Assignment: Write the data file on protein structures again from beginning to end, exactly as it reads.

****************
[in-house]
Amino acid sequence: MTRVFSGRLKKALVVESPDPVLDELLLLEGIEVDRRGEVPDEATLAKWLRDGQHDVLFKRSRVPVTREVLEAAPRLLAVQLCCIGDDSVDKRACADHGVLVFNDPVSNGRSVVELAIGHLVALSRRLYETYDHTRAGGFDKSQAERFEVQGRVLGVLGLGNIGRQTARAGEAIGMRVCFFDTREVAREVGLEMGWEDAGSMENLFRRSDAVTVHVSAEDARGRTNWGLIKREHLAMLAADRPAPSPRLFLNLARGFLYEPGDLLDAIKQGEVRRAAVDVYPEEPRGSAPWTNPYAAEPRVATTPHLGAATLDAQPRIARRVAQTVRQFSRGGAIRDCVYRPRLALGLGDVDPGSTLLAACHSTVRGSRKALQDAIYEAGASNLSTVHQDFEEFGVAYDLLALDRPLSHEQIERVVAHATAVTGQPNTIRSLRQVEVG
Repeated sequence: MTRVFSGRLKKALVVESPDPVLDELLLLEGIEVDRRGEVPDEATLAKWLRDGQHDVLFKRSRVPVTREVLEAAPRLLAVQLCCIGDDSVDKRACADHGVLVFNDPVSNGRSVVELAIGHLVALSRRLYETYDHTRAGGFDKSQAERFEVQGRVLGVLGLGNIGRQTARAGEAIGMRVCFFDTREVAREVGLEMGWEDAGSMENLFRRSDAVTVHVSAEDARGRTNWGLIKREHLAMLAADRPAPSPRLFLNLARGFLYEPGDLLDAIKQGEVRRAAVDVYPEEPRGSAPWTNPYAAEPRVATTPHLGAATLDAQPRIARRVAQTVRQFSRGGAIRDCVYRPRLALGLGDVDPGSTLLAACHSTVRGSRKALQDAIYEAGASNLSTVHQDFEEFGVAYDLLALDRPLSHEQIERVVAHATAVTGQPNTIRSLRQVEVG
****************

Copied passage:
[in-house]
Amino acid sequence: MTRVFSGRLKKALVVESPDPVLDELLLLEGIEVDRRGEVPDEATLAKWLRDGQHDVLFKRSRVPVTREVLEAAPRLLAVQLCCIGDDSVDKRACADHGVLVFNDPVSNGRSVVELAIGHLVALSRRLYETYDHTRAGGFDKSQAERFEVQGRVLGVLGLGNIGRQTARAGEAIGMRVCFFDTREVAREVGLEMGWEDAGSMENLFRRSDAVTVHVSAEDARGRTNWGLIKREHLAMLAADRPAPSPRLFLNLARGFLYEPGDLLDAIKQGEVRRAAVDVYPEEPRGSAPWTNPYAAEPRVATTPHLGAATLDAQPRIARRVAQTVRQFSRGGAIRDCVYRPRLALGLGDVDPGSTLLAACHSTVRGSRKALQDAIYEAGASNLSTVHQDFEEFGVAYDLLALDRPLSHEQIERVVAHATAVTGQPNTIRSLRQVEVG
Repeated sequence: MTRVFSGRLKKALVVESPDPVLDELLLLEGIEVDRRGEVPDEATLAKWLRDGQHDVLFKRSRVPVTREVLEAAPRLLAVQLCCIGDDSVDKRACADHGVLVFNDPVSNGRSVVELAIGHLVALSRRLYETYDHTRAGGFDKSQAERFEVQGRVLGVLGLGNIGRQTARAGEAIGMRVCFFDTREVAREVGLEMGWEDAGSMENLFRRSDAVTVHVSAEDARGRTNWGLIKREHLAMLAADRPAPSPRLFLNLARGFLYEPGDLLDAIKQGEVRRAAVDVYPEEPRGSAPWTNPYAAEPRVATTPHLGAATLDAQPRIARRVAQTVRQFSRGGAIRDCVYRPRLALGLGDVDPGSTLLAACHSTVRGSRKALQDAIYEAGASNLSTVHQDFEEFGVAYDLLALDRPLSHEQIERVVAHATAVTGQPNTIRSLRQVEVG